Local artist creates ornament for White House X-mas tree | SierraSun.com

Local artist creates ornament for White House X-mas tree

Courtesy photoThe White House ornament.
White House Photo Office | F5742

Artist Cathee van Rossem-St. Clair started painting on eggs as a joke.

“I painted an egg for my mother as a gift. You know, a daughter giving her mother an egg,” she said, chuckling. “Then, I gave one to my husband as a joke. Then the neighbors wanted one. Before I knew it, I was painting on eggs,” she said from the studio at her Truckee home, where she lives with her husband, Greig, and their dog, Kenya (Keen-ya).

But now, van Rossem-St. Clair’s canvas of choice is nothing to kid about. She paints on unfertilized eggs as a metaphor for the fragility of the Earth and has won numerous national and international awards for her art. She also teaches third and fourth graders in Truckee, Kings Beach and Tahoe City her craft so that they understand how to care for the planet.

Furthermore, she was chosen as one of 400 artists nationwide to create an ornament for the 2002 Christmas tree at the White House, an honor she, coincidentally, thought was a joke.

“I got a call in late September from the California Arts Council,” she said. “Laura Bush had sent a note to all of the governors asking for artists to paint an ornament. Gray Davis called the California Arts Council, and I was one of eight artists nominated in California.”

Van Rossem-St. Clair, who studied art and philosophy (“I’ve never been known for my practicality,” she jested) at San Jose Staten and abroad in Italy, said she had been recognized for her art before, but never on this scale.

“I really thought it was a joke. I was also a little troubled with the notoriety, at first,” she said earnestly. “I’ve made conscious decisions in my career to keep things small and local. I like the way my life is here in Truckee.”

She said she believes that on a smaller scale, her art can make a bigger difference.

So, she sought the opinions of her friends and her husband, and they all said to go for it. When she received an invitation from the first lady to a reception for the artists at the White House, “that’s when it all sunk in.”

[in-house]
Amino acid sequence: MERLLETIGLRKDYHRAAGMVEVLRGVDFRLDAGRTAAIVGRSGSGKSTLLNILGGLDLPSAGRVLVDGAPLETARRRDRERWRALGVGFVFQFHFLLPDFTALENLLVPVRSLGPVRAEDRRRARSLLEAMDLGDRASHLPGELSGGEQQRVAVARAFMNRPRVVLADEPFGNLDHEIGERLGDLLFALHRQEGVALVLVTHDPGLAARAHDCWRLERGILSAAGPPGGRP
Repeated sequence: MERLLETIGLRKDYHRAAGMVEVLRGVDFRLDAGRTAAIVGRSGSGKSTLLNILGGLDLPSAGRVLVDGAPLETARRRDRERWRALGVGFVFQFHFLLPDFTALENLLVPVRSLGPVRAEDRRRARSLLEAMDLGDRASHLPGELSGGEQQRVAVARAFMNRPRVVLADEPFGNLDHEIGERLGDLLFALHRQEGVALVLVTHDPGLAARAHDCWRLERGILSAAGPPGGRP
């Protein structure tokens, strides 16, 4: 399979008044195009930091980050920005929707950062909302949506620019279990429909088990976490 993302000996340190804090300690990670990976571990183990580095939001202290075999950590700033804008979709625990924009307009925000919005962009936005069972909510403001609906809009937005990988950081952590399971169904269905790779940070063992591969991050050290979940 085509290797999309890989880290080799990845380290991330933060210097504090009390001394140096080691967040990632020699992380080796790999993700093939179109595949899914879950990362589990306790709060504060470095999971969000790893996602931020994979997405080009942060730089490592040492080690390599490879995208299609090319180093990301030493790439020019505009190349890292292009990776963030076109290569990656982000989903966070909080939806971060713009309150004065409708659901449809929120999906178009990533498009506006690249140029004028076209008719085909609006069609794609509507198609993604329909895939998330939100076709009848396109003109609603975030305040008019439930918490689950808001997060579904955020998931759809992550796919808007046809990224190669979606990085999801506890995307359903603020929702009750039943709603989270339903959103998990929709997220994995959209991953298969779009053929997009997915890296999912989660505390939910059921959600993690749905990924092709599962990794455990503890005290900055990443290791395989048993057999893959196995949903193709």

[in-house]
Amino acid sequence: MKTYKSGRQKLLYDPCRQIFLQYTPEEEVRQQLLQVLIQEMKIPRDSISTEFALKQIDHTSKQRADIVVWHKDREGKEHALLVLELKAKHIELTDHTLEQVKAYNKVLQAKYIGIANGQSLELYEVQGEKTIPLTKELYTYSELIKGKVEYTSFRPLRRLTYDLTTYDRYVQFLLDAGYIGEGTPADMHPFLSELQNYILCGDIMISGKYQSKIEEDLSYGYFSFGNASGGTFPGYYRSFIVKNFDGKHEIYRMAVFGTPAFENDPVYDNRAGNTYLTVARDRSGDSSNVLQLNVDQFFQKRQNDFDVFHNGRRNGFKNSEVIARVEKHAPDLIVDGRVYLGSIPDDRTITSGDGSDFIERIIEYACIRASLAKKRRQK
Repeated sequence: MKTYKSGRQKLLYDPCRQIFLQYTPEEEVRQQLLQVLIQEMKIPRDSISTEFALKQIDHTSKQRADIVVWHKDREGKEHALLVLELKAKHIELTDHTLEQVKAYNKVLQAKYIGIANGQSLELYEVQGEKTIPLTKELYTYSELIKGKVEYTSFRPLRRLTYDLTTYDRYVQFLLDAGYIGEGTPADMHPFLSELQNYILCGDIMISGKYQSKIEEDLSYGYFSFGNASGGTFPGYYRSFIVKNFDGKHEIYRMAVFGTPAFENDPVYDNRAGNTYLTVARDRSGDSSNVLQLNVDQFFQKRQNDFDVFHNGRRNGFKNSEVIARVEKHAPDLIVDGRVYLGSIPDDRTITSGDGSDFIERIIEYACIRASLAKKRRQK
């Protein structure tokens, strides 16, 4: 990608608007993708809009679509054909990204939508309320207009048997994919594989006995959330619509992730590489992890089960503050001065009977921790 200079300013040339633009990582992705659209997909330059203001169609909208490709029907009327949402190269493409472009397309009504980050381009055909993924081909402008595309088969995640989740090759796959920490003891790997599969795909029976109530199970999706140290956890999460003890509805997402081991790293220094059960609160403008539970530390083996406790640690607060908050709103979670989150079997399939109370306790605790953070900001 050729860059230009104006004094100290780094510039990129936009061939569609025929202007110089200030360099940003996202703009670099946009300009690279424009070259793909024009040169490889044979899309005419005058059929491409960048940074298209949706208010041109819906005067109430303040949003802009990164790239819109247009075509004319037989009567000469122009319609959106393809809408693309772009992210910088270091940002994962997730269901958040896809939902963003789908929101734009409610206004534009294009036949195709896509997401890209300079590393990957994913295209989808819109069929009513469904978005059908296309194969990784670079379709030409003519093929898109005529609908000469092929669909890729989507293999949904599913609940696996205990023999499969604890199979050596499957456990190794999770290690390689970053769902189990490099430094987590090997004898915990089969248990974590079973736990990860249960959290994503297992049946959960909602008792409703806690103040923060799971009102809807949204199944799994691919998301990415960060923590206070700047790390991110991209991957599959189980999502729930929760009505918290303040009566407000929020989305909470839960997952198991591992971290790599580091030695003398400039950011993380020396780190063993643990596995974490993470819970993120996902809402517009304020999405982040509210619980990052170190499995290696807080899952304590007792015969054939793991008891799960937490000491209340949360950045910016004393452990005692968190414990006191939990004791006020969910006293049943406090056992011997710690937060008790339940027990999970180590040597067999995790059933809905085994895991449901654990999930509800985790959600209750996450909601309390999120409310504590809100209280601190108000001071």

Now van Rossem-St. Clair had to make her most difficult decision of all: What would she create for the tree? Of course, her ornament would be painted on an egg, but what would she paint?

The White House had deemed the theme for the tree “All Creatures Great and Small,” and artists were to create ornaments with birds native to their states.

“I took it pretty seriously,” van Rossem-St. Clair said. Like she does with a lot of her work, she did a great deal of research for the project.

“I wanted a bird that was not only native to California, but also one that had never left California.”

So, van Rossem-St. Clair, who has a passion for painting endangered species, started out with a California condor on an ostrich egg. She outlined the form of the condor in pencil, but before she could apply the acrylic paint, she noted that there were certain size and weight constraints for the ornaments. The ostrich egg was too heavy.

Then, she turned to a rhea egg, which was smaller and significantly lighter.

One day, van Rossem-St. Clair was diligently painting the condor, her husband walked in the studio.

“He looked at the egg and said, ‘You are not sending a vulture to the White House.’ I guess I’d never thought of a condor as a vulture, but it was true. So, I thought maybe I should do something else. But isn’t that a face only a mother could love?” she said, holding up her draft egg.

So after doing a bit more research, van Rossem-St. Clair decided that the California thrasher, a small bird found in lower elevations, would be her subject, and an emu egg would be her canvas.

“The thrasher mimics the songs of other birds, and I thought it was a perfect metaphor for us: the common people. That’s what we usually do as humans, run around and mimic others. I thought, here’s a chance for us to be recognized nationally. Most of us common people don’t get that chance.”

A true artist, van Rossem-St. Clair has placed more importance on the message of her work rather than the art itself. Perhaps that was why she was chosen to represent her state at the White House.

“It was incredible to walk into a building with so much history,” she said. “There was so much art on the walls. George Washington’s sword was in the library. It was amazing.”

It wasn’t a tour, she said, it was more like a celebration.

“We could walk in any of the rooms. We even got to sit in the furniture. We just had to be careful not to spill our tea. And they had a bald eagle centerpiece made of chocolate,” she said as she flipped through an album of pictures, over half of which were of the food.

“Everyone was on their best behavior. It seemed like we were all wondering, ‘What am I doing here?'”

After lunch, the First Lady came down the grand staircase and into the foyer to give a speech commemorating the 400 artists. (“Mrs. Bush said that there were five from each state, but if you do the math…”)

Following the speech, van Rossem-St. Clair and her husband had their picture taken with the First Lady.

“I feel very changed from the experience. After seeing all of that art work on the walls, it had an impact on me,” she said, choosing her words carefully. “What I did was a small thing on a huge tree. But after I saw my egg on that tree in a house so heavy with history, I realized that my art may have that same impact on someone else.”

After a lengthy pause she said, “Even though we’re common people, our energy makes a difference in some small way.”

For more information on Cathee van Rossem-St. Claire’s art, call (530) 587-1806.

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